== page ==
This Master/Slave mentality is embedded in Canadian culture.

Food for Thoughts / Wayne Weedon 


Every person on earth is descended from slaves. Forever, tribes have been conquering other tribes, often killing all the men, and enslaving the women and children. Territorial borders have been constantly shifting as tribes conquered and colonized foreign lands. People have accepted, the strong will be masters and the weak will be slaves. This Master/Slave mentality is so embedded in our brains, we accept it as natural, normal, and unchangeable. The majority, believing they have no power, grovel in the hope they will not receive punishment from their ‘Masters’ who are fully aware, through fear, they can control the brainwashed and subservient flocks.

Siddhartha Gautama, known as The Buddha, advised that peace and contentment is not found externally, these can only be found internally. Despite insisting he was a mortal human just like his followers, many Buddhists today worship The Buddha as a god. They have not accepted The Buddha’s condemnation of the Master/Slave mentality and his belief that the idea of a caste society is nonsense.

Most people refuse to give up the belief that they are part of a lower caste who must kowtow to the anointed ones. In India, a report released by Amnesty International found an extremely high number of sexual assaults on Dalit (lowest caste) women. Landlords, upper-caste villagers, and police officers often participate in these attacks which are, due to fears of retaliation, seldom registered.

Mahatma Gandhi preached, Nature decrees we are all equal, ALL-ONE. Evolutionists, historians, and scientific scholars agree with Gandhi, there is no legitimate reason for one group to feel superior or inferior to any other group. Gandhi, for his beliefs, was assassinated by a Brahmin (highest caste). Unfortunately, Jawaharlal Nehru, India’s first prime minister, was also a Brahmin who deliberately kept the idea of caste alive. Today, 40 million Dalits in India suffer as bonded workers. These people, 15 million of whom are children, work under slave-like conditions in fields and factories.

Generic photo of Mahatma Gandhi statue.

This Master/Slave mentality is embedded in Canadian culture. Last month, sex assault charges against a Manitoba man and woman were tossed out of court after a ten-year-old rape victim did not appear in court to identify her two persecutors. Imagine, when facing her rapist, how traumatized this child would have been. What if this ten-year girl had been killed, would the courts demand she be resurrected and brought to court so she could point out her killers?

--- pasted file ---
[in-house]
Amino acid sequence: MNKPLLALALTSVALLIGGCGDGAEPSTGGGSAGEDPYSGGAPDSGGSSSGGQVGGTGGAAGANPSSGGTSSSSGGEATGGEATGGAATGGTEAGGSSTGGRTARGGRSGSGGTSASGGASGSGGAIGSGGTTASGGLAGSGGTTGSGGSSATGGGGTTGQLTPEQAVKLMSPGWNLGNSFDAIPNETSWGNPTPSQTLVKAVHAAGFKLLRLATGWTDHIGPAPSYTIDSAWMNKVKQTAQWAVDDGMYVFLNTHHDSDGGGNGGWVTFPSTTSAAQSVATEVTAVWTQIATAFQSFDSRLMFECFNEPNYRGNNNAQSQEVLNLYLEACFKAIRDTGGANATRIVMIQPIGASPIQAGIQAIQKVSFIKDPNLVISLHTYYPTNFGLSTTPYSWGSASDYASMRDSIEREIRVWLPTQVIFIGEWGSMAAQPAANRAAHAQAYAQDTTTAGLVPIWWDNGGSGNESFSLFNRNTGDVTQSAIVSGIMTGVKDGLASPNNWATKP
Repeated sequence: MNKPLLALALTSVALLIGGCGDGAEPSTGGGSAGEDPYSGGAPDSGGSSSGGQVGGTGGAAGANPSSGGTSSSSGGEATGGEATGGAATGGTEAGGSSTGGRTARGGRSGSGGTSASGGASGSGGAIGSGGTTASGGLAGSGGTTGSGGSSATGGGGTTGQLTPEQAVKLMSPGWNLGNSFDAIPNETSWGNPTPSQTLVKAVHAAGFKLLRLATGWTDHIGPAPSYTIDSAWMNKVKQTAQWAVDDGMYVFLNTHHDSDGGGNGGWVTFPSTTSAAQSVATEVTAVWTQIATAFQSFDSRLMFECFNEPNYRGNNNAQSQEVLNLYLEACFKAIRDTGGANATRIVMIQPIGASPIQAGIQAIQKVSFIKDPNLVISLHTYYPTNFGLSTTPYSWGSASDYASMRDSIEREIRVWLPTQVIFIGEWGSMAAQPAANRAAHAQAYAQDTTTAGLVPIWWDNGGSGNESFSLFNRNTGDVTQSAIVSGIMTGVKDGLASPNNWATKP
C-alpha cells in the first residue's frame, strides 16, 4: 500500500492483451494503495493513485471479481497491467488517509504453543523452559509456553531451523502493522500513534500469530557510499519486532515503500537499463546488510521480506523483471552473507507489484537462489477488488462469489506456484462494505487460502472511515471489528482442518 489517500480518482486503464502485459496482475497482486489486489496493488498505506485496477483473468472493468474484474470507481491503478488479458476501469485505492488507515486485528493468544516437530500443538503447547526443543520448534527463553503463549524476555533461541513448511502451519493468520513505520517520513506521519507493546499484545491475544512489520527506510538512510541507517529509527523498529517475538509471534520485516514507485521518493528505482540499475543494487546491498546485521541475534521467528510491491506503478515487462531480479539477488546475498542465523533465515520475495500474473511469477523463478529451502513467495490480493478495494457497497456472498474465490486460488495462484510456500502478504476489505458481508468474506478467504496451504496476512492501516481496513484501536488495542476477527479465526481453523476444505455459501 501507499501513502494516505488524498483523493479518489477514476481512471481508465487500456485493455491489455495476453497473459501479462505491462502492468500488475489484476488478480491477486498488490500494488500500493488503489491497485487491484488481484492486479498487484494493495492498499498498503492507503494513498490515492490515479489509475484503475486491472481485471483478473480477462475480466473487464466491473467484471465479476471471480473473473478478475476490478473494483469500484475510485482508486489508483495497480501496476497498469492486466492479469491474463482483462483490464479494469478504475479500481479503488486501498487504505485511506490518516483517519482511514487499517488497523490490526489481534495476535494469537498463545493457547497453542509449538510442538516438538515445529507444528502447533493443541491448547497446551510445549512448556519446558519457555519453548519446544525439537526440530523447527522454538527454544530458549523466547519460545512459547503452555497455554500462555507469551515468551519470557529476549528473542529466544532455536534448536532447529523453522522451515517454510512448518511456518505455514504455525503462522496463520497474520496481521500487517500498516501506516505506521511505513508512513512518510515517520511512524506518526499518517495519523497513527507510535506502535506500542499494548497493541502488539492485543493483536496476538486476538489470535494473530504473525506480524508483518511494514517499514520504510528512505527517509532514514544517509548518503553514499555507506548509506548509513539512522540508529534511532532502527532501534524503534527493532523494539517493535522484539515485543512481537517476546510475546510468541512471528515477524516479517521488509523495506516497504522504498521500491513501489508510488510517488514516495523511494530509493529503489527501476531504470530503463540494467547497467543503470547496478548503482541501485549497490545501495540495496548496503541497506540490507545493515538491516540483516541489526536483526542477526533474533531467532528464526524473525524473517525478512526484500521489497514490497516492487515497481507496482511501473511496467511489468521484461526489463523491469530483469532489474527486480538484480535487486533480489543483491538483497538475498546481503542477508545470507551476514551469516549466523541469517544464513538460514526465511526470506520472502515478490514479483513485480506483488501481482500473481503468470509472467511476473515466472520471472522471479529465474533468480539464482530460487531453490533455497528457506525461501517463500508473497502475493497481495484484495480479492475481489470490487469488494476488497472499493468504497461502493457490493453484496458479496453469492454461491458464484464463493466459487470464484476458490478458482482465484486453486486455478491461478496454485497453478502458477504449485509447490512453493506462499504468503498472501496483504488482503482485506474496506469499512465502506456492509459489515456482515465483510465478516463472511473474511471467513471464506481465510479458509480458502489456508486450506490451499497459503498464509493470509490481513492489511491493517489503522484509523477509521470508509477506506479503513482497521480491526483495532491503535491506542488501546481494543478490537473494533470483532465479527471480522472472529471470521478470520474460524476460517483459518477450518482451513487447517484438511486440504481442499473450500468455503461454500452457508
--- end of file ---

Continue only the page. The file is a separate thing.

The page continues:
In Canada, thousands get a free university education after committing a serious crime. Canada declares education will rehabilitate these criminals, despite evidence to the contrary. Besides a university degree, convicts are rewarded with free prepared meals, shower facilities, television, computers, gyms with exercise equipment, free medical, including free medicines, free dental work, and free eyeglasses. All this while rape victims, even children, must re-live the horror that was inflicted upon them by pointing out their rapist in a court room.

Elias Whitehead, a 37-year-old Indigenous man died after being arrested by Winnipeg police who reported, Whitehead, when taken into custody, went into medical distress, was transported to hospital in critical condition and was later pronounced deceased. Two eyewitnesses took videos which showed officers repeatedly kneeing and punching this man as he lay defenceless on the ground. This incident is much like the well documented case of George Floyd who was murdered by police in Minneapolis.

Such examples of police getting away with brutality and murder are ubiquitous across Canada. In Burnaby, British Columbia, Myles Gray died after being beaten by a gang, comprised a dozen police officers. Gray’s injuries included ruptured testicles, a broken voice box, a fractured eye socket and widespread bruising. Despite a coroner’s inquest stating this was a homicide, all the police officers involved in Gray’s death remain as members of the force and none will be facing criminal charges, nor any disciplinary penalties. Children, some less than a year old, have died in police custody with no investigations ever being made.

We worship rich people who have made their money through ruthless and often illegal business practices, and then we praise them again for being philanthropic with their ill-gotten gains. Most people do not understand, people demonstrate their superiority by swindling the uneducated and then they accentuate their superiority by giving money to people who do not know how to help themselves. These philanthropists are being praised for giving a man a fish while brainwashing these people into believing they cannot fish for themselves. Why do we not teach these “low life” that they do not need charity?

Next month: Slavery Continued

Wayne Douglas Weedon is a Manitoba author who writes a combination of fictional and factual stories, essays, and novels.


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